COS 40-10 - Virulence variation among strains of the emerging infectious fungus, Batrachochytrium dendrobatidis, in multiple amphibian host species

Tuesday, August 8, 2017: 11:10 AM
D129-130, Oregon Convention Center
Trang D. Dang, Department of Integrative Biology, Oregon State University, Catherine L. Searle, Department of Biological Sciences, Purdue University and Andrew R. Blaustein, Department of Integrative Biology, Oregon State University, Corvallis, OR

Emerging infectious diseases (EIDs) affect numerous human and wildlife populations. EID emergence is frequently associated with ecologically disruptive human activities such as urbanization, the trade in wildlife, pollution, and land-use change. The movement of wild animals for consumption, research, bait, or the pet trade can increase the risk of EID spread. The global trade in amphibians is thought to contribute to the widespread EID, chytridiomycosis, caused by the fungus Batrachochytrium dendrobatidis (Bd). Bd exists in several genetically distinct lineages worldwide. Nonnative amphibians and the nonnative pathogens they carry pose a hazard to endemic amphibian species upon intentional or accidental release. Comparative experiments exploring the range of infection dynamics among different host species and Bd strains can reveal the possible consequence of amphibian trading or release.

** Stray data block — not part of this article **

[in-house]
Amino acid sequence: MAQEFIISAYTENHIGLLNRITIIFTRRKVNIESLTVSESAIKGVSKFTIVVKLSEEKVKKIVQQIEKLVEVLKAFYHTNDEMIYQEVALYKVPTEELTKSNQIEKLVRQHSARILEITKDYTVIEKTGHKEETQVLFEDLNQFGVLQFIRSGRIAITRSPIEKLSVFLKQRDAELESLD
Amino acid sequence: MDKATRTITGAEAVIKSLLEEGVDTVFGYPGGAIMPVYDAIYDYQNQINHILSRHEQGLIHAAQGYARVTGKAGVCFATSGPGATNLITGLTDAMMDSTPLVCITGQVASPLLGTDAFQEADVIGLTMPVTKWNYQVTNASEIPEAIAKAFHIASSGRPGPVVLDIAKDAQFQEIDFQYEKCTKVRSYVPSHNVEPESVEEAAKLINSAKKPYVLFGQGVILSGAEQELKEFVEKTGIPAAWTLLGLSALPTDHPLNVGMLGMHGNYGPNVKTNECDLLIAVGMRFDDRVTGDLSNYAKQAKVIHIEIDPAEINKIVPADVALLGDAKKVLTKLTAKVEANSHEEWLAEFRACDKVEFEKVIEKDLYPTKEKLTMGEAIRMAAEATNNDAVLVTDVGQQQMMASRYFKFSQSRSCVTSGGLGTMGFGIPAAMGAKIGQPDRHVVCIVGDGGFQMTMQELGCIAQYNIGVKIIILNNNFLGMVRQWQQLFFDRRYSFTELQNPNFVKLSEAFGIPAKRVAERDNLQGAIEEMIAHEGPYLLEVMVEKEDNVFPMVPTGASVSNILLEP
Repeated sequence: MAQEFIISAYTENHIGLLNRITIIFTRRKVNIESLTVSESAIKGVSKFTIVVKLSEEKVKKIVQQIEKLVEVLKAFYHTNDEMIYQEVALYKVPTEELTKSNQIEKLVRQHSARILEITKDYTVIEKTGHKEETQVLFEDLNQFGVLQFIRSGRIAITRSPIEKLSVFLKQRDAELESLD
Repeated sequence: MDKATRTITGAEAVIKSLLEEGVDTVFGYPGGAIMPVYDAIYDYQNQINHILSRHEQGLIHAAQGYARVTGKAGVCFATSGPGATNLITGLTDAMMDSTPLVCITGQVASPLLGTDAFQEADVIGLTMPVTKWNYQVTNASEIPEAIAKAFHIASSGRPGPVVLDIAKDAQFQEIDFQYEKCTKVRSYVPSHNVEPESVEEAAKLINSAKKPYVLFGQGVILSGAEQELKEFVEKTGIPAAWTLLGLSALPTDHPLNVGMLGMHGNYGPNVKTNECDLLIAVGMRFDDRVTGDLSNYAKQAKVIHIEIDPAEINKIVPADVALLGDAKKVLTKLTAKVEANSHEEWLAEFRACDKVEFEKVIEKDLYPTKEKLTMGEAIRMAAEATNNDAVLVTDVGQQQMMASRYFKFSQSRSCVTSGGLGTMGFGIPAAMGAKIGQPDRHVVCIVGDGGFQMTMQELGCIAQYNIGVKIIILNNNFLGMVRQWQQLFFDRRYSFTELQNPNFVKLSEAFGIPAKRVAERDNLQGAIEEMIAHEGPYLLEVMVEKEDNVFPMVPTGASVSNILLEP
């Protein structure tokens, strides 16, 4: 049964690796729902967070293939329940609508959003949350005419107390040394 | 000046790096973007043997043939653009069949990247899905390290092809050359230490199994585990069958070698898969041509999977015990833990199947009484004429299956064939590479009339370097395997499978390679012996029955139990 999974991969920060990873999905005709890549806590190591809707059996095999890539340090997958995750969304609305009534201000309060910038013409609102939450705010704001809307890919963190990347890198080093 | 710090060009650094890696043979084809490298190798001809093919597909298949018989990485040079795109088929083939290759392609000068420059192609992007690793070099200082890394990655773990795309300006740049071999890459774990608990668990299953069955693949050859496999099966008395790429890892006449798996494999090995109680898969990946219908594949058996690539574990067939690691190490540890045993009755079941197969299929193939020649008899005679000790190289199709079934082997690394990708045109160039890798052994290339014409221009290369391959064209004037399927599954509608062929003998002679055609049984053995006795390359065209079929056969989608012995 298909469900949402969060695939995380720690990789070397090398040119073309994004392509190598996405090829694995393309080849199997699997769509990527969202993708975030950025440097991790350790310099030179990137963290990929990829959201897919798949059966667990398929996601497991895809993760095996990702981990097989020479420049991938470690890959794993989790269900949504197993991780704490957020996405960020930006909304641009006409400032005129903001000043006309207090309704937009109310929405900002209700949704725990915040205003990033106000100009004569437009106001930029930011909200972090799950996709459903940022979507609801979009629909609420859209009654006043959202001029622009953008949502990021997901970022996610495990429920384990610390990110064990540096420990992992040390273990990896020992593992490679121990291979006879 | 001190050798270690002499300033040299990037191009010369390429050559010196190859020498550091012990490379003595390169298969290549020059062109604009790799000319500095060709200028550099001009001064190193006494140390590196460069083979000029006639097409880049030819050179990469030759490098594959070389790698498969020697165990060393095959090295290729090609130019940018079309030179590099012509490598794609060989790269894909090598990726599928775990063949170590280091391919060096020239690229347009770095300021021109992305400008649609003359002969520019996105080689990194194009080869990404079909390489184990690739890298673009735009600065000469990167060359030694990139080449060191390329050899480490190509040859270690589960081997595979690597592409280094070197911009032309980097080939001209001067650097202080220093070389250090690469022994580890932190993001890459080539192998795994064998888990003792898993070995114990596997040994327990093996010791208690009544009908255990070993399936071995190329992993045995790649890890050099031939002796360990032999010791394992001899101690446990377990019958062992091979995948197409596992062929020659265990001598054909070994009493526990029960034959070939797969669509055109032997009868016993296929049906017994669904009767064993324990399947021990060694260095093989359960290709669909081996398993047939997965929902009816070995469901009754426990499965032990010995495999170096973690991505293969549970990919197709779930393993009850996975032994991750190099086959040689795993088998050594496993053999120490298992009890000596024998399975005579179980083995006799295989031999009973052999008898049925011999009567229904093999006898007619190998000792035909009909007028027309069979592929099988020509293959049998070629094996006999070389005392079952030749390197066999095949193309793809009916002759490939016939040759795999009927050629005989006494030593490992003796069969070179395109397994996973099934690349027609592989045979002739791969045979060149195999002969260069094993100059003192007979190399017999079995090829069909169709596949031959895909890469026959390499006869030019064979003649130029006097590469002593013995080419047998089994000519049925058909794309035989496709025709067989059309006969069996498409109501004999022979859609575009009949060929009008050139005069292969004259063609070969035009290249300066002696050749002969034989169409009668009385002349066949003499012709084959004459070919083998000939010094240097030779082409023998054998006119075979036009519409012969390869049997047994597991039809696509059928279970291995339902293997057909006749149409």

To explore virulence variation among different Bd strains across multiple amphibian host species, we examined infection outcomes, survival and infection load, in three co-occurring host species (Pacific treefrog, Western toad, and Cascades frog) after exposure to three different New World Bd strains [isolated in Oregon (USA), California (USA), and El Cope (Panama); an additional fourth strain from Maine (USA) was tested in toads].


Our results show that infection outcomes depend on the interaction between host and Bd strain type. Western toads experienced lower survival compared to Cascades frog and Pacific treefrogs, supporting previous research positing this species’ sensitive status. However, toad survival was not uniform among all Bd strains, only exposure to two Bd strains (Panama and California) resulted in significantly lowered survival. We also documented strain dependent differences in Bd infection load for toads. Exposure to the Bd strain from Panama yielded the highest pathogen loads compared to all other strains, and while toads exposed to California Bd experienced increased mortality, their pathogen loads were equal to the other Bd strain treatments.

Our study reveals virulence variation among amphibian species and Bd strain type, outcomes that might be obscured if only testing a single host species or pathogen strain.